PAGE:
Base Aérienne 113 Saint-Dizier


On 11 august 1910 a French military aircraft landed very close to the city and since 1913 an Armée de l’Air aerodrome was established on that place and it has been in use ever since. The base is located 4 kilometers west of Saint-Dizier city in the Haute-Marne department of the Champagne-Ardenne region in the northeast of France. Some of the pre-World War II aircraft which were based here were the Blériot Aéronautique, Morane-Saulnier, Stampe, de Haviland Tiger Moth and Dewoitine D.520s. Saint-Dizier was seized by the Germans in June 1940 during the Battle of France and it was used as a Luftwaffe military airfield during the occupation. Known Luftwaffe units assigned were:

Jagdgeschwader 54 (JG54)from March until April 1941Messerschmitt Bf 109E
Nachtjagdgeschwader 4 (NJG4)from February 1942 until January 194Messerschmitt Bf 110 and Dornier Do 27
Jagdgeschwader 27 (JG27)from September until November 1943Messerschmitt Bf 109G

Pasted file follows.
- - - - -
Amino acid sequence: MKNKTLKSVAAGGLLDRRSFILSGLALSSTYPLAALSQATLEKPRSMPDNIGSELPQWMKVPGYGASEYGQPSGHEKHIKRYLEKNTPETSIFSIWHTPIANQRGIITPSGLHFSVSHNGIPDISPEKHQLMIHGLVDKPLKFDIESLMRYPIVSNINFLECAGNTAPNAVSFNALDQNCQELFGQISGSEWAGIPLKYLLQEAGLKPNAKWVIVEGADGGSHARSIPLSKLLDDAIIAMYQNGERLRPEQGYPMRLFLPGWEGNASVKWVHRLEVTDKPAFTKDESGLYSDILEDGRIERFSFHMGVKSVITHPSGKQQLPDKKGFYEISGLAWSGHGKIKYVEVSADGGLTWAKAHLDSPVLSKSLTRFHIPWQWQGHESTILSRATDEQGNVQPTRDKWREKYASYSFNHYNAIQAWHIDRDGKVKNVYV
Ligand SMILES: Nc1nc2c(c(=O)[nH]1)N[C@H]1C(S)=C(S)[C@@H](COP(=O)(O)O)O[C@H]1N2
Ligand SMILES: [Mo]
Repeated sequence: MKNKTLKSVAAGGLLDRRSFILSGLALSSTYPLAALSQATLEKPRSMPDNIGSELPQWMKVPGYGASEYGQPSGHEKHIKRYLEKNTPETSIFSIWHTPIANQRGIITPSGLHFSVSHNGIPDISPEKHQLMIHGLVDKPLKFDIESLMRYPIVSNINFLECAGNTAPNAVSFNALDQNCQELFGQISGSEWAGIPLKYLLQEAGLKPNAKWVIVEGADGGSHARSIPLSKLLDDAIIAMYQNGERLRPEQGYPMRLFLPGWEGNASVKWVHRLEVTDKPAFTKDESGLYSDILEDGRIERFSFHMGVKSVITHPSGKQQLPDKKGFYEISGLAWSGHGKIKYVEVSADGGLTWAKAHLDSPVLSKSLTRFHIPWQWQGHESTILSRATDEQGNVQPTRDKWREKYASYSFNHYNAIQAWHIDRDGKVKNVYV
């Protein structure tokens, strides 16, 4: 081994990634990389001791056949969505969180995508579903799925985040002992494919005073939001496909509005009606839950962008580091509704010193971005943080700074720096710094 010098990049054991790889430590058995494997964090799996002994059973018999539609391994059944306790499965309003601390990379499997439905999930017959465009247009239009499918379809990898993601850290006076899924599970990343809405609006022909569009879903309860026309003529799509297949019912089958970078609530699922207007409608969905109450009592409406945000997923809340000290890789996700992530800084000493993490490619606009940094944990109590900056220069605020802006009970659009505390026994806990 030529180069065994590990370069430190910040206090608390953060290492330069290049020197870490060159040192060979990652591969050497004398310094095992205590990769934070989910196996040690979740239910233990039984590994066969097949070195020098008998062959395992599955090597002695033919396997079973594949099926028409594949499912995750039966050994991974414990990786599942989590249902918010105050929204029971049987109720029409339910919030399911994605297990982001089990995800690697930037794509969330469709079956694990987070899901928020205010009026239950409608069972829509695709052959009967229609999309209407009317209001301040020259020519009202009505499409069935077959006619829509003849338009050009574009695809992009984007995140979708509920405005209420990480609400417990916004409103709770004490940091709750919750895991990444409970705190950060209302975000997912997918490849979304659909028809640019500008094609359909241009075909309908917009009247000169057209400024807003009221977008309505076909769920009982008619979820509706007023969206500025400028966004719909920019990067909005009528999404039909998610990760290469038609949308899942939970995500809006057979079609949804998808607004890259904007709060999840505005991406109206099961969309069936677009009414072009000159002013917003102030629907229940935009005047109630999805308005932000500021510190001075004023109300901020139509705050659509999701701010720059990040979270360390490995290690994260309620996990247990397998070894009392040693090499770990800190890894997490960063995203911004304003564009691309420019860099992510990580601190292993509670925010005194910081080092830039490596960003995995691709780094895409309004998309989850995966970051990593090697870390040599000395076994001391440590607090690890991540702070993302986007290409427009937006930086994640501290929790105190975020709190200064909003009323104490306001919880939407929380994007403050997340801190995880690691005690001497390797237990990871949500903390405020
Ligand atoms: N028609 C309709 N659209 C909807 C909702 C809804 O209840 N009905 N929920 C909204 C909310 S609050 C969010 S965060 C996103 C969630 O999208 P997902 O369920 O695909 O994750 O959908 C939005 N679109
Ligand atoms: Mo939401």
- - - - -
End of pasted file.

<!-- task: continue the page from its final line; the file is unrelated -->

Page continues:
Nachtjagdgeschwader 1 (NJG1)from March until May 1944Messerschmitt Bf 110
Nachtjagdgeschwader 5 (NJG5)from May until August 1944Messerschmitt Bf 110
Kampfgeschwader 101 (KG101)from June until July 1944Junkers Ju 88 and Mistel
Jagdgeschwader 301 (JG301)June 1944Messerschmitt Bf 109G

NJG1, NJG4 and NJG5 were night interceptors units which attacked Royal Air Force bomber attacks. JG27 and JG301 were day interceptor units that engaged American heavy bomber units over occupied France. JG54 flew missions over England during the Battle of Britain. Largely due to its use as a base for Bf 109 interceptors, Saint-Dizier was attacked by B-26 Marauder medium bombers and Republic P-47 Thunderbolts. Boeing B-17 Flying Fortressess and Consolidated B-24 Liberators attacked the base when they were within interception range of the Luftwaffe aircraft assigned to the base. The attacks were timed to have the maximum effect possible to keep the interceptors pinned down on their return to England.
During the liberation of France, the airfield was seized by allied forces in September 1944 and taken over by the United States Army Air Force (USAAF). The IX Engineer Command repaired the war-damaged base and it was designated by the Americans as Saint-Dizier Airfield or Advanced Landing Ground A-64. On 9 October 1944 it was turned over to the Ninth Air Force for operational use for fighter and reconnaissance units, as well as for command and control. Known USAAF units assigned were: